Woody Pines taps into the rural backwoods of Americana. On this new EP, You Gotta Roll, you’ll hear backroads folk music of the very best kind, inspired by rough street jugbands, neighborhood BBQs, lost 78’s of old blues singers, dusty 45’s of forgotten rockabilly singles, a faint radio signal you can’t trace and can’t stop listening to; the kind of music you have to travel deep into the country to find.
On You Gotta Roll, Woody and his band rip through five traditional songs from diverse sources. The Dock Boggs classic “Red Rockin’ Chair” gets a somber makeover with acoustic banjo, Leadbelly’s “Ham & Eggs” gets a smooth rockabilly beat, and Hank Williams “Can’t Keep You Off My Mind” and “Treat You Right” from Washington Phillips/Casey Jones both keep the kind of harmonica-fueled swing that made Woody’s name as a street performer. The Woody Pines band includes Zack Pozebanchuck on Upright Bass, Lyon Graulty on Clarinet, Lead Guitar and Vocal Harmonies, Mike Gray on Drums, and Woody on Guitar, Harmonicaand Vocals. Throughout, Woody’s vintage vocals lead the band’s hot accompaniment, sounding at times like a reborn Bill Haley.
This is roots music done hard and fast, with a jump and jive sound you might have heard in the earliest days of rock ‘n roll. It’s music that hasn’t forgotten its old dancehall roots; the kind of music you’d hear at a crowded rent party, as sweaty dancers crashed about a tiny room. On You Gotta Roll, Woody Pines has taken the music that inspired his wanderlust youth and turned it into a living vision of American roots music today.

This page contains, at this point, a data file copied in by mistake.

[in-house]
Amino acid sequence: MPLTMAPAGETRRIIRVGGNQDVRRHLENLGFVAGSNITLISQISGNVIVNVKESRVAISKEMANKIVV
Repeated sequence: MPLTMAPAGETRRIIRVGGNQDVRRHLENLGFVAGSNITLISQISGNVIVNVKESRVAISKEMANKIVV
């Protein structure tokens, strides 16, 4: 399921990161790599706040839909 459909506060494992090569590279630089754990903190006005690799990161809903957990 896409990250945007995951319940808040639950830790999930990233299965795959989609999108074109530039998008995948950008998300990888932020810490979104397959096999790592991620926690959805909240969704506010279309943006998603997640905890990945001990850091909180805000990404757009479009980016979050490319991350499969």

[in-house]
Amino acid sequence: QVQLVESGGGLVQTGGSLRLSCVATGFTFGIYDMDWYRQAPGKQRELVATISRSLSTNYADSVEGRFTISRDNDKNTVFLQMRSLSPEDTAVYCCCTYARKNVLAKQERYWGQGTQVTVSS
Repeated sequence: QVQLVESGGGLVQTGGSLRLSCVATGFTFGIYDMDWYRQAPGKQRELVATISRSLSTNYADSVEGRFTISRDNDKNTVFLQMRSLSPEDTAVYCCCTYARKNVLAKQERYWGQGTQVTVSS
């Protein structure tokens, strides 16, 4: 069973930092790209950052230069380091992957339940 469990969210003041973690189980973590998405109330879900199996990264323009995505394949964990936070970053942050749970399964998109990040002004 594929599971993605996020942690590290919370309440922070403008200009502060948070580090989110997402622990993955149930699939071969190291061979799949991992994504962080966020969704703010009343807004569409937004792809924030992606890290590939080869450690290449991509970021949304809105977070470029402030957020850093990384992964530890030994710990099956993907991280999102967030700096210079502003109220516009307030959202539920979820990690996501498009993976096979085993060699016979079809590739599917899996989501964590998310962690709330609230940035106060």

Perhaps its Moray’s numerous tales of brushes with death on previous recordings that inspired him to use the collective noun for foxes ‘Skulk’ as the title of his latest CD. Or maybe you’ve just seen the series “Whitechapel” on TV? Whatever the reason, his opening choice of song “The Captain’s Apprentice” is a brooding piece of work that would settle comfortably alongside any recording by June Tabor and I certainly applaud the unsettling choice of piano chords on a stark background of saxophone used for its texture rather than as a melody. This really is an unpretentious, Gothic piece of dramatic theatre that wouldn’t sound out of place as the soundtrack to a David Lynch or David Cronenberg movie and will doubtless send shivers down the spine of anyone who purports to have a soul. For this track alone I’d personally give the album a ten but than that would be to dismiss this young man’s ability to turn his hand to more or less any genre of music he cares to utilise for his excursions. He makes no bones that the ‘traditional’ emphasis of his outpourings is his main preference of ingredient but in using a heady mixture of jazz, rock and classical the scatter-gun approach will hopefully expand the confines an audience made-up of primarily ‘folk’ music enthusiasts. This album may not be to everyone’s taste; perhaps a little too maudlin for most but I urge you to think again because any ‘craftsman’ that can make you go straight to your computer to check out the original version of Anais Mitchell’s (www.youtube.com/watch?v=0IOeGyD4zUA) “If It’s True” has done his job superbly well. I’d finally like to credit the tremendous sleeve photos of Sorrel The Fox (held with loving care by Moray) taken by the ever imaginative David Angel. If you’re an animal lover or just love good music you’ll love this recording.